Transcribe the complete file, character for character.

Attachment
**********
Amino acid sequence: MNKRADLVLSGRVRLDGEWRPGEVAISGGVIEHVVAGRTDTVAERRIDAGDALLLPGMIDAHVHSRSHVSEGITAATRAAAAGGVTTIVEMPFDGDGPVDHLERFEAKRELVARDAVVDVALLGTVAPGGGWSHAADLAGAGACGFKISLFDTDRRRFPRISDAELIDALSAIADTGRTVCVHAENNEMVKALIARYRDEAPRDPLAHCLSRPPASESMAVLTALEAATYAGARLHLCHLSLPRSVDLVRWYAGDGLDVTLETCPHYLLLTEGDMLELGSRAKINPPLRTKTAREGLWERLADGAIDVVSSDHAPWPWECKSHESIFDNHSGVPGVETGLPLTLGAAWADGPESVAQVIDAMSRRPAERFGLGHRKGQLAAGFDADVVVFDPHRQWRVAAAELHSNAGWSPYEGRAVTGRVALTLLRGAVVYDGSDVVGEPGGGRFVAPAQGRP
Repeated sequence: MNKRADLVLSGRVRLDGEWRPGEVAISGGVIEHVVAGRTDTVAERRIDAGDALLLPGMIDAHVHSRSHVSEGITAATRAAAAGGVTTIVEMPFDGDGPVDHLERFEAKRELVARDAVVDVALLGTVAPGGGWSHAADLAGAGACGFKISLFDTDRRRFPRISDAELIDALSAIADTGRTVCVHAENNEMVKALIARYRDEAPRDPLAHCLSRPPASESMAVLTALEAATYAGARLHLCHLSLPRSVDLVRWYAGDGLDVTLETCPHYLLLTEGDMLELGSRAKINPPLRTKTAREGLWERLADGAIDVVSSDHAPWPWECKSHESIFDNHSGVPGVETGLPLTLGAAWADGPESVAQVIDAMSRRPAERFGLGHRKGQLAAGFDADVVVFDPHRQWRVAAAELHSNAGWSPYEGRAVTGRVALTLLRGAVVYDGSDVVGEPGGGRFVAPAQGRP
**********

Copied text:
Amino acid sequence: MNKRADLVLSGRVRLDGEWRPGEVAISGGVIEHVVAGRTDTVAERRIDAGDALLLPGMIDAHVHSRSHVSEGITAATRAAAAGGVTTIVEMPFDGDGPVDHLERFEAKRELVARDAVVDVALLGTVAPGGGWSHAADLAGAGACGFKISLFDTDRRRFPRISDAELIDALSAIADTGRTVCVHAENNEMVKALIARYRDEAPRDPLAHCLSRPPASESMAVLTALEAATYAGARLHLCHLSLPRSVDLVRWYAGDGLDVTLETCPHYLLLTEGDMLELGSRAKINPPLRTKTAREGLWERLADGAIDVVSSDHAPWPWECKSHESIFDNHSGVPGVETGLPLTLGAAWADGPESVAQVIDAMSRRPAERFGLGHRKGQLAAGFDADVVVFDPHRQWRVAAAELHSNAGWSPYEGRAVTGRVALTLLRGAVVYDGSDVVGEPGGGRFVAPAQGRP
Repeated sequence: MNKRADLVLSGRVRLDGEWRPGEVAISGGVIEHVVAGRTDTVAERRIDAGDALLLPGMIDAHVHSRSHVSEGITAATRAAAAGGVTTIVEMPFDGDGPVDHLERFEAKRELVARDAVVDVALLGTVAPGGGWSHAADLAGAGACGFKISLFDTDRRRFPRISDAELIDALSAIADTGRTVCVHAENNEMVKALIARYRDEAPRDPLAHCLSRPPASESMAVLTALEAATYAGARLHLCHLSLPRSVDLVRWYAGDGLDVTLETCPHYLLLTEGDMLELGSRAKINPPLRTKTAREGLWERLADGAIDVVSSDHAPWPWECKSHESIFDNHSGVPGVETGLPLTLGAAWADGPESVAQVIDAMSRRPAERFGLGHRKGQLAAGFDADVVVFDPHRQWRVAAAELHSNAGWSPYEGRAVTGRVALTLLRGAVVYDGSDVVGEPGGGRFVAPAQGRP